Ahead of Veterans Day this weekend, National Geographic (in a partnership with 360i) will release the first-ever voice activated meditation app designed specifically for veterans, with the aim of providing another tool to enhance mental health support for America’s veteran community.
According to a report released by the Department of Veterans Affairs (VA), an average of twenty veterans a day died from suicide in 2014 , making the risk for suicide among veterans 21 percent greater than among the civilian population. Several factors contribute to these findings, including stigma surrounding mental illness and lack of access to resources.
Despite the belief that all veterans have access to VA benefits, the reality is that less than half of all U.S. veterans actually receive their healthcare through the VA, due either to not qualifying or to living too far from a facility. This leaves nearly 1 in 10 veterans either relying on health care with limited benefits for mental health or, in some cases, without any healthcare benefits at all. The designers of the new app, which launches this week, hope to change this.
Inspired by National Geographic’s series “The Long Road Home,” which chronicles the lives of veterans and their families through deployment and post-deployment, the app was designed in partnership with former Air Force psychologist Dr. Michael Valdovinos. During his 7 years with the Air Force, Valdovinos was exposed to mindfulness-based practices, such as yoga and meditation, implementing them in the mental health treatment of active duty members. Seeing their effectiveness, he developed exercises based on these interventions to specifically address complaints common among veterans and active duty members. These include PTSD and depression as well as other lesser-known issues related to sleep, pain, loneliness, and difficulties in relationships and with families. The exercises in the new app are based on his developments.
When thinking about the design of the app, the creators wanted to make it as easy as possible to navigate, allowing users to get what they need quickly while also being sensitive to those who don’t have the freedom of mobility. “The app serves as a tool for complex behavioral health issues specific to veterans,” says Valdovinos , “providing stigma-free services without cost and from the comfort of one’s home.”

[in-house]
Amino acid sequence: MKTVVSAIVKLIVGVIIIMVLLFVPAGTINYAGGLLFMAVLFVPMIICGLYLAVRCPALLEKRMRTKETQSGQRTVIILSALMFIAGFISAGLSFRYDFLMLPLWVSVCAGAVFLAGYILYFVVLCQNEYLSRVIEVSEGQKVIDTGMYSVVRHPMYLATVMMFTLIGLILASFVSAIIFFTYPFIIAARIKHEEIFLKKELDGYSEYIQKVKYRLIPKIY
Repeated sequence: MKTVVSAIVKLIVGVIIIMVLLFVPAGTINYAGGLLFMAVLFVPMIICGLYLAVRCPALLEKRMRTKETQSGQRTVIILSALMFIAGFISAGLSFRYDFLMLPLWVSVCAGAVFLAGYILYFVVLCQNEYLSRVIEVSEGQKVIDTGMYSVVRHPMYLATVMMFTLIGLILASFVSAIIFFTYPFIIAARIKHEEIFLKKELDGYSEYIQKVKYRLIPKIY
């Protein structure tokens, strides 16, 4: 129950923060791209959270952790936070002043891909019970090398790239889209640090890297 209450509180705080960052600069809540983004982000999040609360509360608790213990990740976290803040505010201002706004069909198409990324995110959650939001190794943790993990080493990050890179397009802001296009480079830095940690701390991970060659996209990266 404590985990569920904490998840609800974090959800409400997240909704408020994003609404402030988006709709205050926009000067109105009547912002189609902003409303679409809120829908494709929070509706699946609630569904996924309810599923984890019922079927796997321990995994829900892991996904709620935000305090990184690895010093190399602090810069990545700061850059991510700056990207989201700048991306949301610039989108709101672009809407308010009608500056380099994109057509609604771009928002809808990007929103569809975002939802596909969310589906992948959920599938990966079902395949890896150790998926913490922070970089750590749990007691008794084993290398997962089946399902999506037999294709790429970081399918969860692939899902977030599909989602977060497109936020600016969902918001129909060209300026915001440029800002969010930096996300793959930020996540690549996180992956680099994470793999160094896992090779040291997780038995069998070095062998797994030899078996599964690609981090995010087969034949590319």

The app can also make phone calls for the user, connecting them to nationwide resources “without the need to go through all of these websites” and “without having to go through traditional routes that often come with bureaucratic barriers like lack of funding and research. Technology is an easy way to provide resources in a way that is effective and safe,” Valdovinos added.
According to the designers, the app will provide options for veterans while modernizing the current veteran technology infrastructure. The app, available across any device, will be fully voice powered using a language-based interface. To access, users can simply download Google Assistant and then ask the app to open “Bravo Tango Brain Training” by either typing or speaking. “It is intuitive and will engage users,” say developers.
Valdovinos makes it clear that the app is neither a replacement for therapy nor a treatment for significant mental health issues. Instead, it is an access point that will allow veterans to get their feet wet when it comes to receiving treatment. “My hope” he says, “is that it will provide a bridge to therapy within the veteran community by helping them see what it's like to address some of these issues, with the hope that they will find it helpful and be more open to seeking treatment.”
The new app, Bravo Tango Brain Training, launches today, November 9, 2017.
Users of Android phones and Google Home devices can launch the app by saying “OK Google, talk to Bravo Tango.” iPhone owners can do the same after downloading the Google Assistant app.
Valdovinos, M. (2017, November 7). Phone interview.